It’s nothing new that the Consumer Financial Protection Bureau has made significant waves in the auto-finance space.

In 2013, the agency’s “Indirect Auto Lending and Compliance with the Equal Opportunity Act” bulletin stated it would would regulate lenders on unanticipated discriminatory practices. As a result, lenders and dealers scrambled to revamp their anti-discrimination practices with little guidance on how to comply.

From that time through 2016, the CFPB filed 13 enforcement actions totaling upwards of $165.2 million against a number of well-known auto financiers. In addition to the restitution and civil penalties these lenders received, the increased compliance oversight directly impacted dealer profit margins, consumer prices and the national GDP.

According to a 2014 study of the federal auto-finance regulatory environment by the Center for Automotive Research, rules related to employment, accounting and vehicle financing comprised more than 63% of all estimated compliance costs. Administrating vehicle financing alone accounted for 71% of all vehicle-finance compliance costs and 26% of total dealership compliance costs.

Also, looking back to 2012, the average dealership lost an estimated $441,332 worth of net business and economic activity due to federal regulatory compliance costs. The estimated overall economic cost to light-vehicle dealerships was $7.7 billion, and 10,550 direct dealership jobs were lost. Overall, the impact to the U.S. economy is estimated at $10.5 billion in lost economic output and more than 75,000 fewer jobs in 2012.

These dealer losses occurred before the CFPB ramped up its compliance oversight. Dealers already were implementing every possible action to increase dealership income to account for the necessary cost of compliance at the time, including:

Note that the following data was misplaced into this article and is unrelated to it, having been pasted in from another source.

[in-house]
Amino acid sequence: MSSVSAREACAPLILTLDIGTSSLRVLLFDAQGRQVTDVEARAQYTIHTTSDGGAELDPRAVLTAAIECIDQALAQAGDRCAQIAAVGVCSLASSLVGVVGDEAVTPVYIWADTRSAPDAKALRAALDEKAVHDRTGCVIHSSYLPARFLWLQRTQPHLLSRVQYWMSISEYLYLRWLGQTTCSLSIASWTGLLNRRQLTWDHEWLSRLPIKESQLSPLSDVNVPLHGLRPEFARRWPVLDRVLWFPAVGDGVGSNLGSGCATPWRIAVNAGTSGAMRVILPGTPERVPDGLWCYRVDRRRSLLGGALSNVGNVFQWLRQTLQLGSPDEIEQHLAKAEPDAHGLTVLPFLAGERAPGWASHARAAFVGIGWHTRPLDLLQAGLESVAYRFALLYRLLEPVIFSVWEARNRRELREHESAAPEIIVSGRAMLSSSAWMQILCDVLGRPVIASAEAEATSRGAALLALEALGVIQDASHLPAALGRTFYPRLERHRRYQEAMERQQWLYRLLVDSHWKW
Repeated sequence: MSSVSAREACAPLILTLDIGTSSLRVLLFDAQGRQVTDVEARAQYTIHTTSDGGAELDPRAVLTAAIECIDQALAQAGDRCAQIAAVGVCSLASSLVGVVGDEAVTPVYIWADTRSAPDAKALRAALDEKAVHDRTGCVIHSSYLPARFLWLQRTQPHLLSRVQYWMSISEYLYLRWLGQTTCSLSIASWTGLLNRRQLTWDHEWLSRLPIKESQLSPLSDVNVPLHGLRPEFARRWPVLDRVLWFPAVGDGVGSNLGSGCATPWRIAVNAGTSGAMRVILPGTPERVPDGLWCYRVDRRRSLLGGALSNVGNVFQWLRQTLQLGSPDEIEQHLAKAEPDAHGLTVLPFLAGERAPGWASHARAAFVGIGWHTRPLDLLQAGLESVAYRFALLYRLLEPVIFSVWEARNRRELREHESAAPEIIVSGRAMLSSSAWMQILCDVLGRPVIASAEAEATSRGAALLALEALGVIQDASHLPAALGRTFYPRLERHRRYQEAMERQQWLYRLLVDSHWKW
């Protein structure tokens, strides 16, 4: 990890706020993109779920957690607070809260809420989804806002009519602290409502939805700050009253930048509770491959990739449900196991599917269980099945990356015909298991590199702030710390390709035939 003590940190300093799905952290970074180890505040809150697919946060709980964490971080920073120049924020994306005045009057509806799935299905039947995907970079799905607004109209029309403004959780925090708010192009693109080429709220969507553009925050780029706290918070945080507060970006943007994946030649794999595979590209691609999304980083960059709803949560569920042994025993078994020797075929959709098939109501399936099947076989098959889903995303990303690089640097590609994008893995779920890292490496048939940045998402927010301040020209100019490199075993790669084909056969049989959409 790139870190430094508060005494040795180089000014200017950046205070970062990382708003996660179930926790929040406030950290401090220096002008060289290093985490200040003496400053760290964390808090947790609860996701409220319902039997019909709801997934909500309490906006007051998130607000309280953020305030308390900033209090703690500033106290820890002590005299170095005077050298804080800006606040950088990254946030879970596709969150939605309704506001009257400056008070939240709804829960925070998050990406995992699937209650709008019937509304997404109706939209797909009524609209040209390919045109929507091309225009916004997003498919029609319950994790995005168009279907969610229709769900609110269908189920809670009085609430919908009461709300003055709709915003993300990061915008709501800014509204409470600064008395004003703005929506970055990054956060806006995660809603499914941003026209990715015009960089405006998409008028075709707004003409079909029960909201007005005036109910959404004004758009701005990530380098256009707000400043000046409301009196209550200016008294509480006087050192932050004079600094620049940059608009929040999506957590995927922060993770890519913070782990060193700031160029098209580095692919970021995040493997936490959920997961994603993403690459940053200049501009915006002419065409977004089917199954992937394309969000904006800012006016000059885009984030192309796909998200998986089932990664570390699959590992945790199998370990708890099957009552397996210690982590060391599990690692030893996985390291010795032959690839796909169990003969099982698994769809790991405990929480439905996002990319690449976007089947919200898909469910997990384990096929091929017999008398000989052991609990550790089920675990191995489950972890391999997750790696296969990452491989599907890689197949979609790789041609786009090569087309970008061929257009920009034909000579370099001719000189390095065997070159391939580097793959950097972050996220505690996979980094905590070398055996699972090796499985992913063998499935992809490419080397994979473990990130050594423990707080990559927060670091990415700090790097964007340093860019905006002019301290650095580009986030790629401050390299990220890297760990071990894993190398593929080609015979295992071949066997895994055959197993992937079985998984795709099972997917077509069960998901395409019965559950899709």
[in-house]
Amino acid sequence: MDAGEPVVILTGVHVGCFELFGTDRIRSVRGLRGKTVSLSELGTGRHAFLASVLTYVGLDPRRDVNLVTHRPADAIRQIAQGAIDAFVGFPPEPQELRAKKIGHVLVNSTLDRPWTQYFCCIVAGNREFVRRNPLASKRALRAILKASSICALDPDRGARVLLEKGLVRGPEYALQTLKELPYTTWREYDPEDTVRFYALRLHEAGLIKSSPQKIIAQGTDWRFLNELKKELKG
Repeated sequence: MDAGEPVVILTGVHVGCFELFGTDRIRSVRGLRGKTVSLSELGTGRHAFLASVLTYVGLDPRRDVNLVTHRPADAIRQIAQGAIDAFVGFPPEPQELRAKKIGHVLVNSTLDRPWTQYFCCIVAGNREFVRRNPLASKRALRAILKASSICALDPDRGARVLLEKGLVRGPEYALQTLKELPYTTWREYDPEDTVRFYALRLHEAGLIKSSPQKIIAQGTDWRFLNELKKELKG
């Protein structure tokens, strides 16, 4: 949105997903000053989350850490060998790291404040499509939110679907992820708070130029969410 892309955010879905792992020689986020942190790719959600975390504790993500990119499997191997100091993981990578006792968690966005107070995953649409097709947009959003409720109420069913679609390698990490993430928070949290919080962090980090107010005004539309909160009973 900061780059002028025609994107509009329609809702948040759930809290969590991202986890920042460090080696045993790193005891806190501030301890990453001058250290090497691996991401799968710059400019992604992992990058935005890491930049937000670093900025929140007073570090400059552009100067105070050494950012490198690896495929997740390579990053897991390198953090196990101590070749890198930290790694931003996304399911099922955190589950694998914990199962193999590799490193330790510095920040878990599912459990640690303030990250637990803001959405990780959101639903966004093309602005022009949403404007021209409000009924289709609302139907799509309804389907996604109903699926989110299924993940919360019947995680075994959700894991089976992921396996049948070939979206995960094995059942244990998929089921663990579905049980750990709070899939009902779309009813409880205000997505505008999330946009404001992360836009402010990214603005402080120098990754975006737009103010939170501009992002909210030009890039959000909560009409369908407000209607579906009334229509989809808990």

• Labor-force cuts.
  • Vehicle price increases, where possible.
  • Unit sales volume increases.  
  • F&I product penetration rate increases.

It’s easy to conclude that with even greater CFPB and U.S. Department of Justice oversight in auto finance, compliance costs have continued to grow, further constricting dealership profit margins. The fact is, compliance isn’t going away. However, there are simple steps dealerships can take to recoup lost profits without increasing vehicle prices.

First, evaluate how to make a dealership more efficient when it comes to compliance by asking:   

  • Are all deals finalized with all the correct paperwork the first time?
  • Are all consumer notices and signatures taken care of when the customer is in the dealership?
  • How many deals submitted to accounting are actually fundable?

Training the F&I department to instill consistent processes can ensure all deals are fundable and filed correctly the first time, including all pertinent paperwork. Creating a checklist to make sure every item is complete before sending a deal to accounting also can help.

Just taking an extra three minutes to ensure paperwork is correct can save 10 minutes per deal for office workers who are tasked with reconciling documentation and otherwise spending hours chasing down paperwork to finalize contracts in transit.

Training managers to take ownership for deal documentation has the potential to save 30% of the team’s time to focus on increasing profitability instead of handling compliance paperwork. Holding F&I managers accountable also fosters greater control in making sure all deals are finalized in a compliant manner.

Take this mindset of driving efficiency and apply it to all compliance processes. The store will be on the path to operating in a profitable and compliant fashion. Doing it right also goes a long way in advancing consumer confidence and the customer experience.   

In addition, look for other ways to increase dealer profit, such as with your consumer-protection products. Review penetration rates and determine what can be done to increase them. But be careful: The last thing a dealer wants is to see chargebacks increase because your F&I products are priced too high, resulting in higher rates of consumers refinancing their auto loans.

Assess whether product offerings are the right ones for the customer base. Learn what service managers see, and compare their feedback with products the dealership provides. Then, determine two to three core products and tie them to the team’s pay plan based on penetration benchmarks.

Once benchmarks are set, empower the team to meet them and provide training the management team supports. This will bring lasting results by enabling managers to set stair-step goals and help the team reach their pay-plan benchmarks. They will also be better equipped to provide ongoing one-on-one sessions based on lessons learned in the classroom.

John Stephens is executive vice president of Dealer Services at EFG Companies. He can be reached at 972-445-8910 and jstephens@efgusa.com